Voltage-gated ion channels are modular proteins designed by the structural linkage of a voltage sensor and a pore domain. The functional coupling of these two protein modules is a subject of intense research. A major focus has been directed to decipher the role of the S4-S5 linker and the C-end of the inner pore helix in channel gating. However, the contribution of the cytosolic N terminus of S5 remains elusive. To address this issue, we used a chimeric subunit that linked the voltage sensor of the Shaker channel to the prokaryotic KcsA pore domain (denoted as Shaker-KcsA). This chimera preserved the Shaker sequences at both the N terminus of S5 and the C-end of S6. Chimeric Shaker-KcsA subunits did not form functional homomeric channels but were synthesized, folded, and trafficked to the cell surface, as evidenced by their co-assembly with Shaker wild type subunits. Sequential substitution of Shaker amino acids at the C-end of S6 and the N terminus of S5 by the corresponding KcsA created voltage-sensitive channels with voltage-dependent properties that asymptotically approached those of the wild type Shaker channel. Noteworthy, substitution of the region encompassing Phe(401)-Phe(404) at the N-end of Shaker S5 by KcsA residues resulted in a significant gain in voltage sensitivity of the chimeras. Furthermore, analysis of channel function at high [K(+)](o) revealed that the Phe(401)-Phe(404) region is an important molecular determinant for competent coupling of voltage sensing and pore opening. Taken together, these findings indicate that complete replacement of Shaker S5 and S6 by KcsA M1 and M2 is required for voltage-dependent gating of the prokaryotic channel. In addition, our results imply that the region encompassing Phe(401)-Phe(404) in Shaker is involved in protein-protein interactions with the voltage sensor, and signal to the Phe(401) in the S5 segment as a key molecular determinant to pair the voltage sensor and the pore domain.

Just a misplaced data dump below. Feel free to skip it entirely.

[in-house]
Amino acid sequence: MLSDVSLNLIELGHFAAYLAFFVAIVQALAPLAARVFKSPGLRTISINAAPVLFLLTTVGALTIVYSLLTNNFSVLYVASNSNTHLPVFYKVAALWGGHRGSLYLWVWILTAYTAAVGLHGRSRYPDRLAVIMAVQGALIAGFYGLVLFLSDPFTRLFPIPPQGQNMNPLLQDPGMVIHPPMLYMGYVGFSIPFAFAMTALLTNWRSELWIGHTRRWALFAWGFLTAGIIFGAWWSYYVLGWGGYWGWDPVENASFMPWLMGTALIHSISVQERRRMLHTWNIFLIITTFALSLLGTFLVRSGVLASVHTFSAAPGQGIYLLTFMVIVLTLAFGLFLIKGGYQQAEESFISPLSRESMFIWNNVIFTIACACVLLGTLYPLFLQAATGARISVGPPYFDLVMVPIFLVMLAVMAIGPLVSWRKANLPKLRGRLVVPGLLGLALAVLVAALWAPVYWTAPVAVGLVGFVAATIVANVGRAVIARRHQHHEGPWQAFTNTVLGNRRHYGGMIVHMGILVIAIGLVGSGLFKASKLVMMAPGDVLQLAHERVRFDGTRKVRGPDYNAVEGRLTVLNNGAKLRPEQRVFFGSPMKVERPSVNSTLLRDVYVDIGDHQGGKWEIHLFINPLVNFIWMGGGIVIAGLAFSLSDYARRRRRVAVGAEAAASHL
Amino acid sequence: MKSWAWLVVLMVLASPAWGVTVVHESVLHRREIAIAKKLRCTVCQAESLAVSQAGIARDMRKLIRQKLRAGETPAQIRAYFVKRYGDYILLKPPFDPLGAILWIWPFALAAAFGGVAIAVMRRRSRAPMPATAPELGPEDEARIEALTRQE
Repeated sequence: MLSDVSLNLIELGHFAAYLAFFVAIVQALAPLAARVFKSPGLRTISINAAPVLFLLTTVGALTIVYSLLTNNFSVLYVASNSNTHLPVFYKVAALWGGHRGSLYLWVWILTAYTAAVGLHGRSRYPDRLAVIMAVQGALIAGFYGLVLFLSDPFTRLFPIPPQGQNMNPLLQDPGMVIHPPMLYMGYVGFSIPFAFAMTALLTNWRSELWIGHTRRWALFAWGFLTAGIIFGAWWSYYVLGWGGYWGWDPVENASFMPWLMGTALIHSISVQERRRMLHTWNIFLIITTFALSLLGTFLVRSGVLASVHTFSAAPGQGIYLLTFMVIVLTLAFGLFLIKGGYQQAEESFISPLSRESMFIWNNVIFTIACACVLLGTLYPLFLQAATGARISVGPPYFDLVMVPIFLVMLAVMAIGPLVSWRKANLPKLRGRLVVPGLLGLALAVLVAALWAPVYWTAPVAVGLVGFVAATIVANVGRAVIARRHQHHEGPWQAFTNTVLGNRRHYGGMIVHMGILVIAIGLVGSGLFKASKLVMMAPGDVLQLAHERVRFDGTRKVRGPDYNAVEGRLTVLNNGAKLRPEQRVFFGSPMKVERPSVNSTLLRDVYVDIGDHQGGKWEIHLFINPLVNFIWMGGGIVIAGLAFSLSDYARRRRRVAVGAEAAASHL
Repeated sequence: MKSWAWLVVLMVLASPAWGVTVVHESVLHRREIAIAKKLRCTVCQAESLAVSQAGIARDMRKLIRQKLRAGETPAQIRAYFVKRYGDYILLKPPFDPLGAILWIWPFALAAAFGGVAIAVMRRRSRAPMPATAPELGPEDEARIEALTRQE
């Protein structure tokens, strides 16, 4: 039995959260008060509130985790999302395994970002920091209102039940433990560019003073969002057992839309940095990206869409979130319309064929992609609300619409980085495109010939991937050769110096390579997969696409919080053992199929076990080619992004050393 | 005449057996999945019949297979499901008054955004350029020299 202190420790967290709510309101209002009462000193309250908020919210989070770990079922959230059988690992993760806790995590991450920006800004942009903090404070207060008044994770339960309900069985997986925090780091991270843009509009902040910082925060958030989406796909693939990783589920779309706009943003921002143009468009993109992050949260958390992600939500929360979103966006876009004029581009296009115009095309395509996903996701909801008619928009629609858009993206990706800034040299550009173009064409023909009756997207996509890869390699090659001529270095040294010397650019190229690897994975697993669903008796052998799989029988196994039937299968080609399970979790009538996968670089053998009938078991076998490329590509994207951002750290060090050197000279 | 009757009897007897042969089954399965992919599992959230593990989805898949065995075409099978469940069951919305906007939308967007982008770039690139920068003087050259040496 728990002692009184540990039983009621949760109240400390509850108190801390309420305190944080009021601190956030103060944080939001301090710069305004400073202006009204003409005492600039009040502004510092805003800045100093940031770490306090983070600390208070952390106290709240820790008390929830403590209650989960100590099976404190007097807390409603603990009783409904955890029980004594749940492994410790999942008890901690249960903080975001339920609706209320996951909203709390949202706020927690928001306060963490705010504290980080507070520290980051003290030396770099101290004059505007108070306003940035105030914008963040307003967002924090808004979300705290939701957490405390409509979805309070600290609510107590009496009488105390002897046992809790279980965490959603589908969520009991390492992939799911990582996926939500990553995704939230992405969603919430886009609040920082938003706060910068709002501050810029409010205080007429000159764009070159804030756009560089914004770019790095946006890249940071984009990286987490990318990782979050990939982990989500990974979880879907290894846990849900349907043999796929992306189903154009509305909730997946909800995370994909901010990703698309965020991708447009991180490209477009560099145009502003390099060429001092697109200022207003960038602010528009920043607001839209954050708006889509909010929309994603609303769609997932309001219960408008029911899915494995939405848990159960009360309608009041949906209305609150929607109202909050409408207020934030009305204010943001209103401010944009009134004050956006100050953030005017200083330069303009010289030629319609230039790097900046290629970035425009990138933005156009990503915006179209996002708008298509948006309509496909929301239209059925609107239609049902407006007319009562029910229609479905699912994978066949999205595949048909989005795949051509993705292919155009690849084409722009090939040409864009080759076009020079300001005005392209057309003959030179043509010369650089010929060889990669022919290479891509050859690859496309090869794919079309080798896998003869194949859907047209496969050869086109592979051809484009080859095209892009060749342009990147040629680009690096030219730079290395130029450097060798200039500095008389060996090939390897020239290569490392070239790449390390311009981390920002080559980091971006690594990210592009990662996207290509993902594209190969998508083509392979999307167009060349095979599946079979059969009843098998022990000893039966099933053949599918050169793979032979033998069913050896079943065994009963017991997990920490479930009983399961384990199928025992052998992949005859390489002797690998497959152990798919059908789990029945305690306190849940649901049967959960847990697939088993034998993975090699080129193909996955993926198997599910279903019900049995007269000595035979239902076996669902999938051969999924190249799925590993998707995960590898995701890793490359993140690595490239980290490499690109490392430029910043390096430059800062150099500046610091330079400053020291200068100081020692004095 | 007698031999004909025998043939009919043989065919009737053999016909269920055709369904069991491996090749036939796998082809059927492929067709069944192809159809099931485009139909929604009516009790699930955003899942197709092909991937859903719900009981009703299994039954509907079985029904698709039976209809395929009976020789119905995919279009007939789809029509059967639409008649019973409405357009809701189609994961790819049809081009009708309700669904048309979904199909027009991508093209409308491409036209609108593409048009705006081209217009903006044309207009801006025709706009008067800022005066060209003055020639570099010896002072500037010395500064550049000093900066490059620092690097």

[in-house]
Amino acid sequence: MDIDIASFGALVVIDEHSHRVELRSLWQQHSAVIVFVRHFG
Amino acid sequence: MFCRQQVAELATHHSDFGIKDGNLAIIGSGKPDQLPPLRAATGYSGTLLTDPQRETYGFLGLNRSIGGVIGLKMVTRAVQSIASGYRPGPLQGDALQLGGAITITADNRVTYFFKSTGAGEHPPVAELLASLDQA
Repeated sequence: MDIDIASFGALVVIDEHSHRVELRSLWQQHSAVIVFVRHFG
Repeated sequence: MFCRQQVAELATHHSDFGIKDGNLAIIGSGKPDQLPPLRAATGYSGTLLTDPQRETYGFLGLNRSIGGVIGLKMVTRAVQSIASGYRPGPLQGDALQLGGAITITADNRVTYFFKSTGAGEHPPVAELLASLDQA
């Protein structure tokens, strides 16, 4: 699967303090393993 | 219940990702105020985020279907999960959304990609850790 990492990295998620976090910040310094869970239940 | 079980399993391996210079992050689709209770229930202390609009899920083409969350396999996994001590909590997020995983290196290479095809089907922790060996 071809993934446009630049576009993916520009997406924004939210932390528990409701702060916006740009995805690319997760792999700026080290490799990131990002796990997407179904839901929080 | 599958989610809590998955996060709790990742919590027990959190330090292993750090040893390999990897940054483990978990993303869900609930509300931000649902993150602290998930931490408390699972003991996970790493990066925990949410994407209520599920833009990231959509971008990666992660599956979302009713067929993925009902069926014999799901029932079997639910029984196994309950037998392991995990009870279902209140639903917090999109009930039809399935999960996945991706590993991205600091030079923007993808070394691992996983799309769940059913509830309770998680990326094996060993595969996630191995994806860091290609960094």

Molecular compatibility of the channel gate and the N terminus of S5 segment for voltage-gated channel activity.

VALENTE, PIERLUIGI;
2005

Abstract

Voltage-gated ion channels are modular proteins designed by the structural linkage of a voltage sensor and a pore domain. The functional coupling of these two protein modules is a subject of intense research. A major focus has been directed to decipher the role of the S4-S5 linker and the C-end of the inner pore helix in channel gating. However, the contribution of the cytosolic N terminus of S5 remains elusive. To address this issue, we used a chimeric subunit that linked the voltage sensor of the Shaker channel to the prokaryotic KcsA pore domain (denoted as Shaker-KcsA). This chimera preserved the Shaker sequences at both the N terminus of S5 and the C-end of S6. Chimeric Shaker-KcsA subunits did not form functional homomeric channels but were synthesized, folded, and trafficked to the cell surface, as evidenced by their co-assembly with Shaker wild type subunits. Sequential substitution of Shaker amino acids at the C-end of S6 and the N terminus of S5 by the corresponding KcsA created voltage-sensitive channels with voltage-dependent properties that asymptotically approached those of the wild type Shaker channel. Noteworthy, substitution of the region encompassing Phe(401)-Phe(404) at the N-end of Shaker S5 by KcsA residues resulted in a significant gain in voltage sensitivity of the chimeras. Furthermore, analysis of channel function at high [K(+)](o) revealed that the Phe(401)-Phe(404) region is an important molecular determinant for competent coupling of voltage sensing and pore opening. Taken together, these findings indicate that complete replacement of Shaker S5 and S6 by KcsA M1 and M2 is required for voltage-dependent gating of the prokaryotic channel. In addition, our results imply that the region encompassing Phe(401)-Phe(404) in Shaker is involved in protein-protein interactions with the voltage sensor, and signal to the Phe(401) in the S5 segment as a key molecular determinant to pair the voltage sensor and the pore domain.
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Utilizza questo identificativo per citare o creare un link a questo documento: http://hdl.handle.net/11567/765596
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